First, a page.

By Amy Garmer
With the US presidential election just around the corner, we in the United States are presented with news and updates about our candidates, country, history and future from every medium. We turn on the TV, log into Twitter, read the news, or scan a blog; active political discussion is everywhere, and if we are so inclined we can track our candidate’s words and actions to a microscopic level. We wade through different perspectives and political spin, but the coverage is available for us to cast an informed ballot come Election Day.
But what if we lacked this active level of coverage and discussion? Having the freedom to cast a vote—one of the hallmarks of a free and democratic society—does not guarantee access to the facts needed to make an informed vote. So much of news coverage and analysis has moved online that having Internet access is an increasingly fundamental part of staying informed. Take that line of thinking a step further: what if certain kinds of coverage—say, coverage that was critical of a political party or shed light on events in areas controlled by drug cartels or other violent groups—was limited by censorship or intimidation? Even if you had access, could you make an informed decision with only a partial view of the facts?
These are some of the questions addressed in Freedom and Connectivity: Advancing the Freedom to Communicate in the Americas, the upcoming report of the Institute’s first Forum on the Freedom to Communicate. In February 2012, the Institute’s Communications and Society Program and Mexican telecommunications giant Grupo Salinas convened the first Forum on the Freedom to Communicate. The forum, held in Mexico City, brought together thought leaders from throughout the western hemisphere to examine contemporary issues surrounding freedoms of expression and connectivity in the digital age.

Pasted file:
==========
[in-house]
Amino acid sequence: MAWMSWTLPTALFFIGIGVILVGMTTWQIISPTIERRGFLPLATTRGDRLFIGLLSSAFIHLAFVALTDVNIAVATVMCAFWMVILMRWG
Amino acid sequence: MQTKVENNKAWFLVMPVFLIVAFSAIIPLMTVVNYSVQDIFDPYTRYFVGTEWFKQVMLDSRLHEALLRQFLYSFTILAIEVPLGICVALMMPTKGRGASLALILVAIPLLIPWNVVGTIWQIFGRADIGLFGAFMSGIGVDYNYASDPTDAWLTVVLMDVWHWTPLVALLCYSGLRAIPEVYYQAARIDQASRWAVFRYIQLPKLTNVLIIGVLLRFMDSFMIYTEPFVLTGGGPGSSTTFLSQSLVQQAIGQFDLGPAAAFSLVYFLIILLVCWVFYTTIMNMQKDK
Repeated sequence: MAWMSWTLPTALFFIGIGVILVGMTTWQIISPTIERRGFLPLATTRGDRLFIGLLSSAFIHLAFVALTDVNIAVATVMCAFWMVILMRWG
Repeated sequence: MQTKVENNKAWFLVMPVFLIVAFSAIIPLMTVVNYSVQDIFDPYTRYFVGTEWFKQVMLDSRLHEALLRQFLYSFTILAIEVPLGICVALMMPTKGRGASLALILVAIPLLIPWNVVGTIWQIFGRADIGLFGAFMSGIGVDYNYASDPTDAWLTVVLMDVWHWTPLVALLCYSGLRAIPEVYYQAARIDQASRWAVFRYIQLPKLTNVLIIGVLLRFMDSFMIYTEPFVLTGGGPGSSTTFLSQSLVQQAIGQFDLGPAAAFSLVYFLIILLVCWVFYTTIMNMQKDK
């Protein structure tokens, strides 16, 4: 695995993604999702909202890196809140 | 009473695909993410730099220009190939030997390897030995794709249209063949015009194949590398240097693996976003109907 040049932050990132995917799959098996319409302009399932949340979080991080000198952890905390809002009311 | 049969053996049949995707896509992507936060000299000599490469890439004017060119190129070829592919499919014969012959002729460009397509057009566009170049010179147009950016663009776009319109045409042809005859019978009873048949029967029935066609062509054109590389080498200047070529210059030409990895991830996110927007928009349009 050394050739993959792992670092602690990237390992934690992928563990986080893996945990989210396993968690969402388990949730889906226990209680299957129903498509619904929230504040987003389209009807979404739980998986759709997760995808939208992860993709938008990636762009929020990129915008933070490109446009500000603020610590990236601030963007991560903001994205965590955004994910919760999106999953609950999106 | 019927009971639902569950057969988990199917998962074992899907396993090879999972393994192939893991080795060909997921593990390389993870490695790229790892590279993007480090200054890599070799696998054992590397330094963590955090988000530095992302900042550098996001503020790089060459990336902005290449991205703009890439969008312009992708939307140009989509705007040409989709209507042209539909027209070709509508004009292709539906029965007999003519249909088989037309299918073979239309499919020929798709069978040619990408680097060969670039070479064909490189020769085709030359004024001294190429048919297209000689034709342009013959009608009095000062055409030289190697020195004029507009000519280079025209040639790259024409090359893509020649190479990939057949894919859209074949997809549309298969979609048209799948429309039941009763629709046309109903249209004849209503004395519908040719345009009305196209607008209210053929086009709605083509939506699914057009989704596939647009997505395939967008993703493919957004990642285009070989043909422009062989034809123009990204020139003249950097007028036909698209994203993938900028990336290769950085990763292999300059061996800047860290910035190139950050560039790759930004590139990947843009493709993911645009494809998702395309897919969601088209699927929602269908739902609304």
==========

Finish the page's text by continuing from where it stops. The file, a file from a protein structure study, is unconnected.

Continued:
With a particular focus on Mexico, the report raises recurring questions about free expression and freedom of the press, made current by the rise of the Internet and digital communications. These questions have far-reaching political, social, and economic repercussions. As I say in the report, “the opportunities for citizens to engage in the social, educational, political and cultural like of the nation are moving increasingly online. Without the access and skills needed to connect to the Internet, these become lost opportunities that impede progress and further widen the gaps between the haves and the have-nots in society... In the digital information age, being connected is a prerequisite for having access to knowledge and power.”
Connectivity is a global concern. Events like the 2011 Arab Spring developments catapult the transformative power of free expression—and access to the Internet—into the forefront of the public and political eye, and questions about government censorship and restricted or unequal access to information are a chronic social and political concern. The discussions of the first Forum on the Freedom to Communicate and the contents of the forthcoming report provide an important framework for understanding issues of connectivity and freedom of expression in the western hemisphere. Drawing from the conclusions of the Forum, the report lays down clear, actionable steps for improving access and connectivity and for addressing direct and indirect limitations on free expression. The report will be released in English on October 1st in Washington, DC, and in Spanish on October 8th in Mexico City; check with the Communications and Society Program for more information.
Amy Garmer is the rapporteur and director of journalism projects at the Institute’s Communications and Society Program.